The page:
Effects of Hypertension and Its Reversal on the Thoracic Aorta of Male and Female Rats
Morphological and Chemical Studies
Effects of hypertension and its reversal on the wall of the thoracic aorta of male and female rats were studied. Hypertension for 10 weeks caused increased diameter, wall thickness, tangential tension, wall stress, and medial area in both sexes. In addition, absolute amounts of elastin, collagen, and noncollagenous, alkali-soluble protein were significantly increased in the walls of all hypertensive vessels. Associated with the decrease of calculated tension and wall stress to normotensive levels after reversal of hypertension, wall thickness and medial area in males remained significantly greater than in controls and similar to the values found in hypertensive vessels, whereas in females these parameters returned fully to control levels. Absolute amounts of noncollagenous, alkali-soluble proteins did return to control levels after hypertension reversal, but elastin and collagen remained elevated in amounts similar to those in vessels with sustained hypertension; in females, this resulted in an above-normal concentration of these fibrous elements in the vessel wall. Compositional changes of the female vessel wall after reversal of hypertension were thus similar to but more clearcut and complete than those found in the male aorta. Recognition of irreversible changes in vessels subjected to hypertension may have implications for the benefits to be gained from blood pressure reduction on the progression of cardiovascular disease.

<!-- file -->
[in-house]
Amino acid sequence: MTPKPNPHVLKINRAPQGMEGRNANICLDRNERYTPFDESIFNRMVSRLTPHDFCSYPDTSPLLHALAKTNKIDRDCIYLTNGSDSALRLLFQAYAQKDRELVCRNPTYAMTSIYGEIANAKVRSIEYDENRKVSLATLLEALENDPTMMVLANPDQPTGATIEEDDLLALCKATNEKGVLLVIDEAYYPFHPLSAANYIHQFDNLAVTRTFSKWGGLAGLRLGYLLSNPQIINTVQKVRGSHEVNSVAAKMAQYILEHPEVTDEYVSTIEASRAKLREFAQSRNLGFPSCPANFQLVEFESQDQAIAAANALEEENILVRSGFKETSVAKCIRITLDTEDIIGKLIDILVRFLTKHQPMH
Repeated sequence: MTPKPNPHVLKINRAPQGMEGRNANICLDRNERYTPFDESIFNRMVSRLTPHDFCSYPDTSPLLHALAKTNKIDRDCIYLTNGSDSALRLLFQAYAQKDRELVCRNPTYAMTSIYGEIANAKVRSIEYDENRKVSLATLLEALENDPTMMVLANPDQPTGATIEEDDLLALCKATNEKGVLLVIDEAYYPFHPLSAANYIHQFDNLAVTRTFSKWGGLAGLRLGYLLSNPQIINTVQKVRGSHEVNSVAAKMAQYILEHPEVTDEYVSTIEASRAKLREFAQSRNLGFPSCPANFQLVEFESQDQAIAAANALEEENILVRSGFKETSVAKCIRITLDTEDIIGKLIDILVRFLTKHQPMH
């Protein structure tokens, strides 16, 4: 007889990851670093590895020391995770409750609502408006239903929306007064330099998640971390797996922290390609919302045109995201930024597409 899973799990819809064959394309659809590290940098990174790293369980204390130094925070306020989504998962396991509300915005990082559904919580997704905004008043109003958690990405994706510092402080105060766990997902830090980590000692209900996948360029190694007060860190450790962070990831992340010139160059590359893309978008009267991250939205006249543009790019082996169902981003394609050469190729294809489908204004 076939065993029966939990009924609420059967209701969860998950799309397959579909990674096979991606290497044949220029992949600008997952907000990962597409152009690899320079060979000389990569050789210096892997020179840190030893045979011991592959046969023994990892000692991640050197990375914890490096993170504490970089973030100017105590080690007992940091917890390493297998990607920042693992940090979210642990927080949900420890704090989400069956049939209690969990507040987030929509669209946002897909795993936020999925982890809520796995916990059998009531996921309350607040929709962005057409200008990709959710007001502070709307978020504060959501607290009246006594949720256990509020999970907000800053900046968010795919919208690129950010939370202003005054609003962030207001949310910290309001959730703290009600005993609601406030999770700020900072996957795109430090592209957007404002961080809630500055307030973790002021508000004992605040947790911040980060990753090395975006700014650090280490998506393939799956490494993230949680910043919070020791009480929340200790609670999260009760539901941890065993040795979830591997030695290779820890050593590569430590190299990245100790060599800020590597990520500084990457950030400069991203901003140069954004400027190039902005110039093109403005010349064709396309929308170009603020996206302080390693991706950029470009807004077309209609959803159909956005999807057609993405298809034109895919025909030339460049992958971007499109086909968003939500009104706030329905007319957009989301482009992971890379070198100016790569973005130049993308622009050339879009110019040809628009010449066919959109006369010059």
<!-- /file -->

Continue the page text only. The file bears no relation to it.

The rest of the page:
- vascular disease
- aortic wall thickness
- aortic wall tension
- aortic wall stress
- aortic diameter
- aging collagen
- Received December 2, 1970.
- Accepted March 1, 1971.
- © 1971 American Heart Association, Inc.